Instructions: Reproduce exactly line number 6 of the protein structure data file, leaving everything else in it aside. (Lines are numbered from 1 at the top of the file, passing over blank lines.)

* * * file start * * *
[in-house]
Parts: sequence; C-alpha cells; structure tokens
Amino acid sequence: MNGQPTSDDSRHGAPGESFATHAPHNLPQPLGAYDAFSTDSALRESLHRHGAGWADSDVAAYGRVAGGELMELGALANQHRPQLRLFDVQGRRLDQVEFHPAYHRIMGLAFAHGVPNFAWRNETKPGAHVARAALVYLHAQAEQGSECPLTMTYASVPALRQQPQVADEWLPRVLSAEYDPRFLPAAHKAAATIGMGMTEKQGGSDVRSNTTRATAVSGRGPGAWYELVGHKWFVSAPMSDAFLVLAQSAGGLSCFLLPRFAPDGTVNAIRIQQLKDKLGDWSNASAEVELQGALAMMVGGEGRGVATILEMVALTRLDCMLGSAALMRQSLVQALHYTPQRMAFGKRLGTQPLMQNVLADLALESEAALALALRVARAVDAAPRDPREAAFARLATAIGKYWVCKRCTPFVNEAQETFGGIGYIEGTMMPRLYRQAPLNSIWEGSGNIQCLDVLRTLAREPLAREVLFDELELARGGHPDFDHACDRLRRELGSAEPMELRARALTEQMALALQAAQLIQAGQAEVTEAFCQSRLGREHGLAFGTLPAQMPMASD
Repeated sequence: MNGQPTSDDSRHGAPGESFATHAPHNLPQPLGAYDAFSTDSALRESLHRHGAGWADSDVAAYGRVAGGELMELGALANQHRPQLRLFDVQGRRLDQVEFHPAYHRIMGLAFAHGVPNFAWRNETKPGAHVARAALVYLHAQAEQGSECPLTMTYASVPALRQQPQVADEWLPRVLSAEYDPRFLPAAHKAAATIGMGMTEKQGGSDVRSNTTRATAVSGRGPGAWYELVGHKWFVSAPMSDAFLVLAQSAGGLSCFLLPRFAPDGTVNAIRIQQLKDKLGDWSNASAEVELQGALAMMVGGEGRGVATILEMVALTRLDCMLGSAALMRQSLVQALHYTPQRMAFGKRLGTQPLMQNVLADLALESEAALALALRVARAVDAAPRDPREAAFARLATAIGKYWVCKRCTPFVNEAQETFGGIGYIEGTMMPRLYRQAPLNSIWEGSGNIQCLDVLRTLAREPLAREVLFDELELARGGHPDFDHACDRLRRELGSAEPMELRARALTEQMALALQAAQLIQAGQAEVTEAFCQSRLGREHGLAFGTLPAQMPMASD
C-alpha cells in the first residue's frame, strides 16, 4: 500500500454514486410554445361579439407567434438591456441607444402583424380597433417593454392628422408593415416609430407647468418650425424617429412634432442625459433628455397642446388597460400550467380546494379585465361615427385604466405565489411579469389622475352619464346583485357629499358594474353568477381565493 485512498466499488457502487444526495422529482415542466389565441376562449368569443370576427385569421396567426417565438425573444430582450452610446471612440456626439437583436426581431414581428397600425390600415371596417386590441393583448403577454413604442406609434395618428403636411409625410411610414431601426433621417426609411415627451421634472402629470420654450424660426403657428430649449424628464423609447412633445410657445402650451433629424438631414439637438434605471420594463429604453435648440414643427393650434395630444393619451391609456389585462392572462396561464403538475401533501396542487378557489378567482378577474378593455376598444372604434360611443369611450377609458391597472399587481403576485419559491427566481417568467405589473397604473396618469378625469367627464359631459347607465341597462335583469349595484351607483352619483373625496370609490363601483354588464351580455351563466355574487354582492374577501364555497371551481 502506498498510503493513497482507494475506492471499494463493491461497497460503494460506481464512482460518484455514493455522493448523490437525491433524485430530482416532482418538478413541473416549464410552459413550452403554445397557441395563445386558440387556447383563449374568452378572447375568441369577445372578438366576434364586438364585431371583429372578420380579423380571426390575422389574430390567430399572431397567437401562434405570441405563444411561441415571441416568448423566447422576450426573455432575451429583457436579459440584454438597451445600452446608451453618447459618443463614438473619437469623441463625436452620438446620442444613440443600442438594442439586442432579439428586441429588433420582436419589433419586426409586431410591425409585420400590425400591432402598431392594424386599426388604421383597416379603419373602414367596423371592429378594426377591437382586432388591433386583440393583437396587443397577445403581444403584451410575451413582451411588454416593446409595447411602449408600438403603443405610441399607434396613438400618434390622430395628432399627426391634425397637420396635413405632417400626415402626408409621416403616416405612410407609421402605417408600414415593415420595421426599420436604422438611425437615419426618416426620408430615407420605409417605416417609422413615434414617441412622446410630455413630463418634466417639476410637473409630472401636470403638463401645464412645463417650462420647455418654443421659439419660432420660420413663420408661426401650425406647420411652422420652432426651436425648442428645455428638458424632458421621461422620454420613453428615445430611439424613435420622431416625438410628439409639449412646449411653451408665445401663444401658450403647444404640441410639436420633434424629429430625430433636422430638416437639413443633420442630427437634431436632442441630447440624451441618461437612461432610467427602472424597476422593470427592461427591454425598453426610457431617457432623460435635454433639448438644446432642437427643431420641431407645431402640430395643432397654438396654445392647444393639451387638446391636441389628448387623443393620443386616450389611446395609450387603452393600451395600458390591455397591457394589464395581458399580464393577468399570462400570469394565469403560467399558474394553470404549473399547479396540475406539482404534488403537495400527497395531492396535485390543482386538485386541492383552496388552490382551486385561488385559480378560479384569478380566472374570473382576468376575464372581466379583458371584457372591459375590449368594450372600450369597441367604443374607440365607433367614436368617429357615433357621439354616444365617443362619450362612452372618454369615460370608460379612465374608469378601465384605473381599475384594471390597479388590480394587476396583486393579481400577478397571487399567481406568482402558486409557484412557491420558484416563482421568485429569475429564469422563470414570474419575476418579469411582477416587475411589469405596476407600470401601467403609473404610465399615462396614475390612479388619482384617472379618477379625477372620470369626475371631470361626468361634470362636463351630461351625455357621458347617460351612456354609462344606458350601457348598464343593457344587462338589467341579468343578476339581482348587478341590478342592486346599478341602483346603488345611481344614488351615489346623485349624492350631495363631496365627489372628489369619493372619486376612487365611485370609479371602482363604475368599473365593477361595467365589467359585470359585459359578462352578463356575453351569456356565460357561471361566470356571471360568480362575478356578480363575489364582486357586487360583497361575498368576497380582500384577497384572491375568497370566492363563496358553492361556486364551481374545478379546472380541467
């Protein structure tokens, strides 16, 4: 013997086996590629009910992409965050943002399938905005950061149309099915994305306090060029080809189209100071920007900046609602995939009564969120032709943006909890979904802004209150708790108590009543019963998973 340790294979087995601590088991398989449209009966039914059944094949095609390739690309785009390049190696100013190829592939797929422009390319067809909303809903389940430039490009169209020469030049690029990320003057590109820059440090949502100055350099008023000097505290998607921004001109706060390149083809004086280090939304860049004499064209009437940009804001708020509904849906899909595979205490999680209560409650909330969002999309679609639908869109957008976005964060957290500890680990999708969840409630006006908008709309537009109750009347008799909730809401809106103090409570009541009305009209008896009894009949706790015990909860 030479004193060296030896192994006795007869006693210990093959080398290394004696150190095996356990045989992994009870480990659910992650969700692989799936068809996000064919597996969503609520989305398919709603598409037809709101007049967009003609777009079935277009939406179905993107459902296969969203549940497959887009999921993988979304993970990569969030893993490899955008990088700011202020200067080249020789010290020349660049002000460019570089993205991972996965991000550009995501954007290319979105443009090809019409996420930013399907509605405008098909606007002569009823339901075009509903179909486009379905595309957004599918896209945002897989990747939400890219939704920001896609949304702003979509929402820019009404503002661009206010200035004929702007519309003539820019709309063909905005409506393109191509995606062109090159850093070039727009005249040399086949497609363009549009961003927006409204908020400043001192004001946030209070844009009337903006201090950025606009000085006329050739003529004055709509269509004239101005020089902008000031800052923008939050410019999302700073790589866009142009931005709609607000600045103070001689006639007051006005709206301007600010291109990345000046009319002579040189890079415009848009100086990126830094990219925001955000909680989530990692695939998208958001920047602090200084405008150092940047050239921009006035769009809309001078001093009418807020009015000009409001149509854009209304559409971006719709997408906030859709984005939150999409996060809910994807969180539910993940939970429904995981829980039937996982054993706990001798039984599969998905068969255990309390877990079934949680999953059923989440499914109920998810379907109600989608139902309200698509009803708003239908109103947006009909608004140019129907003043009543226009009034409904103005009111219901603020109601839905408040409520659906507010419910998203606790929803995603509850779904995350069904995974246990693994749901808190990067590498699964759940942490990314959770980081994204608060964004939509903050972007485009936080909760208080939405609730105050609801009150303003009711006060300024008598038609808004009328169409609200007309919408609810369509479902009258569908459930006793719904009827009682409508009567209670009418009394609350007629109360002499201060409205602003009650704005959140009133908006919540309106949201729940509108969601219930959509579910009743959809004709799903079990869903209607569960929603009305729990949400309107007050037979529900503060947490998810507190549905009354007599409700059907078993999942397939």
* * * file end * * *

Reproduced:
């Protein structure tokens, strides 16, 4: 013997086996590629009910992409965050943002399938905005950061149309099915994305306090060029080809189209100071920007900046609602995939009564969120032709943006909890979904802004209150708790108590009543019963998973 340790294979087995601590088991398989449209009966039914059944094949095609390739690309785009390049190696100013190829592939797929422009390319067809909303809903389940430039490009169209020469030049690029990320003057590109820059440090949502100055350099008023000097505290998607921004001109706060390149083809004086280090939304860049004499064209009437940009804001708020509904849906899909595979205490999680209560409650909330969002999309679609639908869109957008976005964060957290500890680990999708969840409630006006908008709309537009109750009347008799909730809401809106103090409570009541009305009209008896009894009949706790015990909860 030479004193060296030896192994006795007869006693210990093959080398290394004696150190095996356990045989992994009870480990659910992650969700692989799936068809996000064919597996969503609520989305398919709603598409037809709101007049967009003609777009079935277009939406179905993107459902296969969203549940497959887009999921993988979304993970990569969030893993490899955008990088700011202020200067080249020789010290020349660049002000460019570089993205991972996965991000550009995501954007290319979105443009090809019409996420930013399907509605405008098909606007002569009823339901075009509903179909486009379905595309957004599918896209945002897989990747939400890219939704920001896609949304702003979509929402820019009404503002661009206010200035004929702007519309003539820019709309063909905005409506393109191509995606062109090159850093070039727009005249040399086949497609363009549009961003927006409204908020400043001192004001946030209070844009009337903006201090950025606009000085006329050739003529004055709509269509004239101005020089902008000031800052923008939050410019999302700073790589866009142009931005709609607000600045103070001689006639007051006005709206301007600010291109990345000046009319002579040189890079415009848009100086990126830094990219925001955000909680989530990692695939998208958001920047602090200084405008150092940047050239921009006035769009809309001078001093009418807020009015000009409001149509854009209304559409971006719709997408906030859709984005939150999409996060809910994807969180539910993940939970429904995981829980039937996982054993706990001798039984599969998905068969255990309390877990079934949680999953059923989440499914109920998810379907109600989608139902309200698509009803708003239908109103947006009909608004140019129907003043009543226009009034409904103005009111219901603020109601839905408040409520659906507010419910998203606790929803995603509850779904995350069904995974246990693994749901808190990067590498699964759940942490990314959770980081994204608060964004939509903050972007485009936080909760208080939405609730105050609801009150303003009711006060300024008598038609808004009328169409609200007309919408609810369509479902009258569908459930006793719904009827009682409508009567209670009418009394609350007629109360002499201060409205602003009650704005959140009133908006919540309106949201729940509108969601219930959509579910009743959809004709799903079990869903209607569960929603009305729990949400309107007050037979529900503060947490998810507190549905009354007599409700059907078993999942397939």